Army aviators are getting the highest compensation increase since 1999. The service announced that beginning Jan. 1, its fliers began receiving a new Aviation Incentive Pay (AvIP), in addition to the 3.1-percent rise in basic pay that took effect this year in order to better compete with the civilian aviation industry for pilots – who with US military training and experience are in high demand.
“The Army understands the high demands on the aviation force and their families. This increase in AvIP, the first for Army pilots in over 20 years, will result in an increase of pay for most pilots in the regular Army, Army National Guard, and Army Reserves,” said Maj. Gen. David J. Francis, U.S. Army Aviation Center of Excellence and Fort Rucker commanding general. “This adjustment is just one of many efforts underway to maintain aviation readiness and ensure support to the joint force.”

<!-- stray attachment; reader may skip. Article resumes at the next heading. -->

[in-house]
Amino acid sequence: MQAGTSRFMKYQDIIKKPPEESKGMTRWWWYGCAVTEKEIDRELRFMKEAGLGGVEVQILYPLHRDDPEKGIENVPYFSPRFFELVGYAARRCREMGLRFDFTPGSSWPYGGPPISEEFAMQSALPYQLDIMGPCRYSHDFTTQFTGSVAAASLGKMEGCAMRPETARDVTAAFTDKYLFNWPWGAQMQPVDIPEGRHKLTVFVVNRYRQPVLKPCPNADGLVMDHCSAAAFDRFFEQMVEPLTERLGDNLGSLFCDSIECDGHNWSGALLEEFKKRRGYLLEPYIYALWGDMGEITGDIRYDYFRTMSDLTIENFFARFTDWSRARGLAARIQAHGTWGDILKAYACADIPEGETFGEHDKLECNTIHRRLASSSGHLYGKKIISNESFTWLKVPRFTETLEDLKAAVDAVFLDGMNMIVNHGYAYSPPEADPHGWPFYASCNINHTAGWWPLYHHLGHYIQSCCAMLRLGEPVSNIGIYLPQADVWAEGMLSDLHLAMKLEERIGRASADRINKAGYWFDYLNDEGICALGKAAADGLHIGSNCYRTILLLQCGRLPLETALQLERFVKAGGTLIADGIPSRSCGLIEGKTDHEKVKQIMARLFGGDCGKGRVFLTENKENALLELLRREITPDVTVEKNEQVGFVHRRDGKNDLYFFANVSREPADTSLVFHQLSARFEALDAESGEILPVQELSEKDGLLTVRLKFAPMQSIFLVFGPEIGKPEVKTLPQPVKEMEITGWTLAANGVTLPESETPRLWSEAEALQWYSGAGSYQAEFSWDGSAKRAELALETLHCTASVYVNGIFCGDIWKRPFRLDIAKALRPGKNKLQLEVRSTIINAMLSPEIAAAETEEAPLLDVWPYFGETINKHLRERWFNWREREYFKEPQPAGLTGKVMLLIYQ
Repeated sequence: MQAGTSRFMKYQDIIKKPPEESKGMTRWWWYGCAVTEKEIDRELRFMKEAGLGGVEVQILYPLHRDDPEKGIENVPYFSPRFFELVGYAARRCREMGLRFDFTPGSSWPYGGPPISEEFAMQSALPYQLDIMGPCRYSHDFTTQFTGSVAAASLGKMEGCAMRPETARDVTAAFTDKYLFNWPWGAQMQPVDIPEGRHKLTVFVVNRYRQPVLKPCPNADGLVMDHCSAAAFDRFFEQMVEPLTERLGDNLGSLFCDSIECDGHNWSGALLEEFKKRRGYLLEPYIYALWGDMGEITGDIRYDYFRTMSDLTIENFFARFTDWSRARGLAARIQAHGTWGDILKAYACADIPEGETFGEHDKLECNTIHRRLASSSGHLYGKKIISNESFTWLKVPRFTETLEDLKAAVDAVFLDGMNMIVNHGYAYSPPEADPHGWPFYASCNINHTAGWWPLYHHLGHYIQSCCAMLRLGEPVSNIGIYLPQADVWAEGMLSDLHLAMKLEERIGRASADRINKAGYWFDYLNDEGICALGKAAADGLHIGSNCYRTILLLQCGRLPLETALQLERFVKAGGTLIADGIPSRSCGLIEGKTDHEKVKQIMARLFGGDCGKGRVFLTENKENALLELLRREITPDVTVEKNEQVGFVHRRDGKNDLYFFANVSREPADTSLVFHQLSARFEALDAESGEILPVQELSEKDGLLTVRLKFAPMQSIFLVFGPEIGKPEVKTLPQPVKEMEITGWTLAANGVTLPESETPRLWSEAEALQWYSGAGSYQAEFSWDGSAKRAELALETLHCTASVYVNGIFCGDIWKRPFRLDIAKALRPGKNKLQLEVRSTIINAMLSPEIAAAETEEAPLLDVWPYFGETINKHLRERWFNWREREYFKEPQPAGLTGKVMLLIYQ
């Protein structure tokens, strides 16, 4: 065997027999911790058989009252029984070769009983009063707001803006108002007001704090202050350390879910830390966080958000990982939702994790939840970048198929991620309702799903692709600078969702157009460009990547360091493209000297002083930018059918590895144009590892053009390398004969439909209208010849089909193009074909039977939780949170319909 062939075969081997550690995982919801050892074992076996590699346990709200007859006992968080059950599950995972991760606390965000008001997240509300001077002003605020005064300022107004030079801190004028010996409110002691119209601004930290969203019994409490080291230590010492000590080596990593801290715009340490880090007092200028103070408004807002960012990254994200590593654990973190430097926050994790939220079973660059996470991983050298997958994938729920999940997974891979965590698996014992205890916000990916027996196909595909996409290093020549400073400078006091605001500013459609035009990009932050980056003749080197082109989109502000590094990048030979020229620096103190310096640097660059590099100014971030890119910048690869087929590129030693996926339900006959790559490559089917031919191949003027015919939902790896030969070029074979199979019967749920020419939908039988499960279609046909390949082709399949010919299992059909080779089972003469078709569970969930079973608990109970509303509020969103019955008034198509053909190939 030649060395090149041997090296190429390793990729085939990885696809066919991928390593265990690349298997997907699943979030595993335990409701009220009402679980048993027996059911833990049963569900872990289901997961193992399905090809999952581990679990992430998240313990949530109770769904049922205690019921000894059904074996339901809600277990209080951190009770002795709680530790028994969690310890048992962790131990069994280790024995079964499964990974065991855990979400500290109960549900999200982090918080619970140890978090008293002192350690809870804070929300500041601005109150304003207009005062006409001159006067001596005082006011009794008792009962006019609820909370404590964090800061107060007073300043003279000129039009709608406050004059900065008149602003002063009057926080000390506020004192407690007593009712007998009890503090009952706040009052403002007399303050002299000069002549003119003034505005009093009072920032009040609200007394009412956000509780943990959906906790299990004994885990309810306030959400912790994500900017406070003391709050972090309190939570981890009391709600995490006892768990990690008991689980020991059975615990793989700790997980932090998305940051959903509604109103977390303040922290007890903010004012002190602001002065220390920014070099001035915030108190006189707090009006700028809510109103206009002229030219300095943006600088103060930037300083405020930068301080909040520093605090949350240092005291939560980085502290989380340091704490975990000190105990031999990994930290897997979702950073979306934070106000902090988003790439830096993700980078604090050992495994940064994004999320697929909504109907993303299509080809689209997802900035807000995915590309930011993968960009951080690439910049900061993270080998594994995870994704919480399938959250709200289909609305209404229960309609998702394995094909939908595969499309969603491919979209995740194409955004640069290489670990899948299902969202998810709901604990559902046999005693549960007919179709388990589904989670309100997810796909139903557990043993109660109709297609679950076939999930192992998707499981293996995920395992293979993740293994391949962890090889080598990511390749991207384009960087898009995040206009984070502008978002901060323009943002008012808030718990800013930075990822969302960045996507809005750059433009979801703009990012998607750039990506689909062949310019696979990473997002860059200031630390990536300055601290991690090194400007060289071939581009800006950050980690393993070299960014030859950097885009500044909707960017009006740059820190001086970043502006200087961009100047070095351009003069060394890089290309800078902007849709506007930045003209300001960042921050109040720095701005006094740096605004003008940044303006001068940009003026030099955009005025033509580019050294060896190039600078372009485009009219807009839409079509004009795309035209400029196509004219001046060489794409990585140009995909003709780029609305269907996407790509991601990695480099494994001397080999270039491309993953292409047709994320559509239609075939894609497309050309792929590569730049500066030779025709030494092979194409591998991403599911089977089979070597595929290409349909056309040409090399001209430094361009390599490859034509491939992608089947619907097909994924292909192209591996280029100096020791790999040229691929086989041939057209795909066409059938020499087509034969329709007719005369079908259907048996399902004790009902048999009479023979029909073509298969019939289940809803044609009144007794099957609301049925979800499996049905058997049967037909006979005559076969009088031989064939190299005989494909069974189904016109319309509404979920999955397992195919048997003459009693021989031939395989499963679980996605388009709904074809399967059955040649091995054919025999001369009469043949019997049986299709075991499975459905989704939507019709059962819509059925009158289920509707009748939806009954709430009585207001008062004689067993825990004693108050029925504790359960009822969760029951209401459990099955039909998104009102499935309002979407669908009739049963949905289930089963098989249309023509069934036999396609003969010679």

The Army hopes AvIP will provide long-term financial incentives to remain qualified for flight. It noted that these rates have not increased since 1999 and what used to equal almost 25 percent of a pilot’s base pay declined to approximately 11 percent. It said the new AvIP rates would have levels at the maximum allowed by law when combined with the recently approved 3.1 percent pay raise